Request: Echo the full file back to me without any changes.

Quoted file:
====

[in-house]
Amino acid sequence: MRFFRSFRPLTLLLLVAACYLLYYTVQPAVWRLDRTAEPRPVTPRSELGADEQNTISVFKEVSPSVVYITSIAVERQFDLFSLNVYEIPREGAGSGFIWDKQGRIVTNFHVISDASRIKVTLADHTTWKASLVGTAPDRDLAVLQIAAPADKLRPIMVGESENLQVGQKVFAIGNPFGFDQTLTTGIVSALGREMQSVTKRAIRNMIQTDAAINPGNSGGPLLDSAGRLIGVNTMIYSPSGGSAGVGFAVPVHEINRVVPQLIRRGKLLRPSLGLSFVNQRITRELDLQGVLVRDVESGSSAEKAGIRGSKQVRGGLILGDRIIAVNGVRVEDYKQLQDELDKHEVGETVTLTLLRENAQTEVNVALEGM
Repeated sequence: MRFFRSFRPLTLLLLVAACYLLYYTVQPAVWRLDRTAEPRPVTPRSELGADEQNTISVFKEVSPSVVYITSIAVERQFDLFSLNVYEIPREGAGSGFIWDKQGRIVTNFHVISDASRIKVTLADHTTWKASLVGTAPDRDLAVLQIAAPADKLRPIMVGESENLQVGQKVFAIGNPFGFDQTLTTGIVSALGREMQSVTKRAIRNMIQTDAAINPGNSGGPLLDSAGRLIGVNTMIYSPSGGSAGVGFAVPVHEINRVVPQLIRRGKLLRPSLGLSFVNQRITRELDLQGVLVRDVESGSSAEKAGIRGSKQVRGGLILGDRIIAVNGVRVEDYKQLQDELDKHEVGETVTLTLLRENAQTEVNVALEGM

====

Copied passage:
[in-house]
Amino acid sequence: MRFFRSFRPLTLLLLVAACYLLYYTVQPAVWRLDRTAEPRPVTPRSELGADEQNTISVFKEVSPSVVYITSIAVERQFDLFSLNVYEIPREGAGSGFIWDKQGRIVTNFHVISDASRIKVTLADHTTWKASLVGTAPDRDLAVLQIAAPADKLRPIMVGESENLQVGQKVFAIGNPFGFDQTLTTGIVSALGREMQSVTKRAIRNMIQTDAAINPGNSGGPLLDSAGRLIGVNTMIYSPSGGSAGVGFAVPVHEINRVVPQLIRRGKLLRPSLGLSFVNQRITRELDLQGVLVRDVESGSSAEKAGIRGSKQVRGGLILGDRIIAVNGVRVEDYKQLQDELDKHEVGETVTLTLLRENAQTEVNVALEGM
Repeated sequence: MRFFRSFRPLTLLLLVAACYLLYYTVQPAVWRLDRTAEPRPVTPRSELGADEQNTISVFKEVSPSVVYITSIAVERQFDLFSLNVYEIPREGAGSGFIWDKQGRIVTNFHVISDASRIKVTLADHTTWKASLVGTAPDRDLAVLQIAAPADKLRPIMVGESENLQVGQKVFAIGNPFGFDQTLTTGIVSALGREMQSVTKRAIRNMIQTDAAINPGNSGGPLLDSAGRLIGVNTMIYSPSGGSAGVGFAVPVHEINRVVPQLIRRGKLLRPSLGLSFVNQRITRELDLQGVLVRDVESGSSAEKAGIRGSKQVRGGLILGDRIIAVNGVRVEDYKQLQDELDKHEVGETVTLTLLRENAQTEVNVALEGM